Following the May 2010 parliamentary elections, responsibility for the performing arts fell to Czech deputy culture minister Radek Zdráhal. He didn’t like what he saw at the Prague State Opera — losses and less than transparent management — and this month filed a criminal complaint against an unknown perpetrator over questionable contracts and other alleged irregularities. But why didn’t the Culture Ministry act?
World-renowned conductor Jiří Bělohlávek is set to swap London and the BBC Symphony Orchestra for Prague and the Czech Philharmonic Orchestra. But he has twice resigned from posts when politicians failed to deliver on their promises, and Czech Finance Minister Miroslav Kalousek has not released a promised Kč 150 million to raise the meagre salaries of the musicians soon to be under Bělohlávek’s baton.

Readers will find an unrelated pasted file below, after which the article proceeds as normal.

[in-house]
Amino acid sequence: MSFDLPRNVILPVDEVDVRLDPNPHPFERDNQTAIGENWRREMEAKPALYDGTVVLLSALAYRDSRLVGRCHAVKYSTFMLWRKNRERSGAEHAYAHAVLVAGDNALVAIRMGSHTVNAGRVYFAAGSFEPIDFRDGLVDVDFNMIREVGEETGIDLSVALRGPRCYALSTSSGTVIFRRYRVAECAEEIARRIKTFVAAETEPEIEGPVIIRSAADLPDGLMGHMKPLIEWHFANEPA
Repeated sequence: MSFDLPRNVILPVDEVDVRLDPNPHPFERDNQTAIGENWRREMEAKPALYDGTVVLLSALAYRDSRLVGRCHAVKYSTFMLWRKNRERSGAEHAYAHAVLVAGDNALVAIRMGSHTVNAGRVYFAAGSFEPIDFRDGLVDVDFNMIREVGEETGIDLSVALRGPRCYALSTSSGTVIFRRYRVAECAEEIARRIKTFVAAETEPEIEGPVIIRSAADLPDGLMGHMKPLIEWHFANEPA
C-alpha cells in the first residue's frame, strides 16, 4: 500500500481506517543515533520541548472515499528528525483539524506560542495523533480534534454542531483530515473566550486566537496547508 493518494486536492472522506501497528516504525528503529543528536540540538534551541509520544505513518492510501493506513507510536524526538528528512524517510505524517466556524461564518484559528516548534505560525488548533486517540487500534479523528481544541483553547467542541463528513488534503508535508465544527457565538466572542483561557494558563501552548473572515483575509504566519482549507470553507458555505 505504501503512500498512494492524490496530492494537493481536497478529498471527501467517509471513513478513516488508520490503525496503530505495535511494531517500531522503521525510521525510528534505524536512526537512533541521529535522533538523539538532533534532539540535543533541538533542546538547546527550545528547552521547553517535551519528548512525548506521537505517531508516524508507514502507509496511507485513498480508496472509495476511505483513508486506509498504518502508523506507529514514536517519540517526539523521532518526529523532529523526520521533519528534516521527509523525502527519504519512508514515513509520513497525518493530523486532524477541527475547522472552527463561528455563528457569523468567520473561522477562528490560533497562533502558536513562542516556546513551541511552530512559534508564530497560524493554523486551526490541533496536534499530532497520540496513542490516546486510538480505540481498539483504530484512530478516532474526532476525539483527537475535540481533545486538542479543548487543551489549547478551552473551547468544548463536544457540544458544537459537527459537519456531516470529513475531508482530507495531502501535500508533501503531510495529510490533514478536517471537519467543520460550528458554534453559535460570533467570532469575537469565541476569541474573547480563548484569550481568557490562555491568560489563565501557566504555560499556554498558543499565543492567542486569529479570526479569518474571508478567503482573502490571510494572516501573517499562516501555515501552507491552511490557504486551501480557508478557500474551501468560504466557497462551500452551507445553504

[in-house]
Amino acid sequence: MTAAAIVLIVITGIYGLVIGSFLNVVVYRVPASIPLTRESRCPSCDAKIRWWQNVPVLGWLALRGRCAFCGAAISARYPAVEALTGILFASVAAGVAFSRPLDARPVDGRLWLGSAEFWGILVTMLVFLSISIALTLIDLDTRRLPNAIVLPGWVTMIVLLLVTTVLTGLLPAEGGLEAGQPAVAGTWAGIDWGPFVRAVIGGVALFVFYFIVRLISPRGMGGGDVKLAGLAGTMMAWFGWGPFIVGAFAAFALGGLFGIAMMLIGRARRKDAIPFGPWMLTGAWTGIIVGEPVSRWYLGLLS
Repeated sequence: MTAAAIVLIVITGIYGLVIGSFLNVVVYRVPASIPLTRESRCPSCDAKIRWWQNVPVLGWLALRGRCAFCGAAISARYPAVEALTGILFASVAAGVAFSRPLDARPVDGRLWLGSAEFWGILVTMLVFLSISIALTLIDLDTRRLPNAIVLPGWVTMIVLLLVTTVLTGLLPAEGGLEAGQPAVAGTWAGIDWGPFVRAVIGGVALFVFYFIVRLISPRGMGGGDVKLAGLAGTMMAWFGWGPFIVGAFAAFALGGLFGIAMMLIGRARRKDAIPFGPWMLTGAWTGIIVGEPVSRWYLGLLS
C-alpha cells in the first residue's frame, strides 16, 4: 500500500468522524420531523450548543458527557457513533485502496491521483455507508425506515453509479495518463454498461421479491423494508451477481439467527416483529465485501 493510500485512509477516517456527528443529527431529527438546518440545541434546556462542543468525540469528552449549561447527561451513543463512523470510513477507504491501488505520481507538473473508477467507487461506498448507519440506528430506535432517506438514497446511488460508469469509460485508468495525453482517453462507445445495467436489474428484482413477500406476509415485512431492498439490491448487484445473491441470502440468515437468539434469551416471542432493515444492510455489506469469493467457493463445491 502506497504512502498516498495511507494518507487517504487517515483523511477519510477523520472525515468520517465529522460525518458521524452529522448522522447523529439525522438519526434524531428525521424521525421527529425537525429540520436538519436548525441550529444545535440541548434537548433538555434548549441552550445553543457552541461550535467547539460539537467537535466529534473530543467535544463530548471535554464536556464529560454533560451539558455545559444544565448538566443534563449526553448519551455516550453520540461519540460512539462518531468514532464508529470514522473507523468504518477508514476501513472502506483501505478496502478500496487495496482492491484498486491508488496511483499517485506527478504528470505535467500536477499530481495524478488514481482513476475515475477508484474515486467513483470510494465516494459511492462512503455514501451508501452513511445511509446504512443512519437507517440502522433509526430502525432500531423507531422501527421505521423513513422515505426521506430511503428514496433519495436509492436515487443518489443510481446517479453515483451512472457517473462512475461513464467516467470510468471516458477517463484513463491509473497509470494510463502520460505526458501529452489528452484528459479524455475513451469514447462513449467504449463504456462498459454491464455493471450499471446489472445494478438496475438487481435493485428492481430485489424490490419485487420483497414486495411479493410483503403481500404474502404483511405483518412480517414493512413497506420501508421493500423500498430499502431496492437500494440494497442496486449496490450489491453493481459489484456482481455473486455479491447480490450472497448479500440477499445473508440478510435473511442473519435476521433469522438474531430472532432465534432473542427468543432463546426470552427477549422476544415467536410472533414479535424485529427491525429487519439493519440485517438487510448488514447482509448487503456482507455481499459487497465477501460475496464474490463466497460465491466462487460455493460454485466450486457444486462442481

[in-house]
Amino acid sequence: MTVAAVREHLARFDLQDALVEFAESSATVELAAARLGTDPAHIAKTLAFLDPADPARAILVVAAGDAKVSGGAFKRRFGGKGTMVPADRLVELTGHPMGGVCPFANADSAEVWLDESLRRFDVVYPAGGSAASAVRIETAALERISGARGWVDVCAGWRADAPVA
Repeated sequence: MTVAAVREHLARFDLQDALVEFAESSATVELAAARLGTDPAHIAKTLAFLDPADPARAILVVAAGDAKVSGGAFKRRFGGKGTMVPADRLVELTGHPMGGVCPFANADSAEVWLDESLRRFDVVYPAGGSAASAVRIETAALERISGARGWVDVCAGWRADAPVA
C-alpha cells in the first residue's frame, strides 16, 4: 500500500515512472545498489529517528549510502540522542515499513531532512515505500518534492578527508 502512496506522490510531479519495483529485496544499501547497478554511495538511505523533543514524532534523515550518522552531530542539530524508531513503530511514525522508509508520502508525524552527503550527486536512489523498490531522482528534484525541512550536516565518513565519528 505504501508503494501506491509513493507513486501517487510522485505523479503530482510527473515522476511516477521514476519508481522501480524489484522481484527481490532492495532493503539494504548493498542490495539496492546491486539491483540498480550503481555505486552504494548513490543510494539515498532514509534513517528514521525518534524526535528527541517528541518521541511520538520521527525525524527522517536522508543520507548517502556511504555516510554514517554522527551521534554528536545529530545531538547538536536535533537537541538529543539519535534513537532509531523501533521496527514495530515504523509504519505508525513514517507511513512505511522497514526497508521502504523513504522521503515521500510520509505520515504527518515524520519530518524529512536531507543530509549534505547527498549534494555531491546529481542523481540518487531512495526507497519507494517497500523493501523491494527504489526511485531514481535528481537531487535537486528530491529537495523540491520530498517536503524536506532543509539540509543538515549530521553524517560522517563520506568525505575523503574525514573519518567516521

Finance Minister Miroslav Kalousek (TOP 09) has saddled the directors of the Czech Philharmonic and National Theater with a thankless task: they must explain to the members of these prestigious orchestras why the salary increases promised by the Ministry of Culture last autumn — and very publicly at that — never appeared in their pay stubs.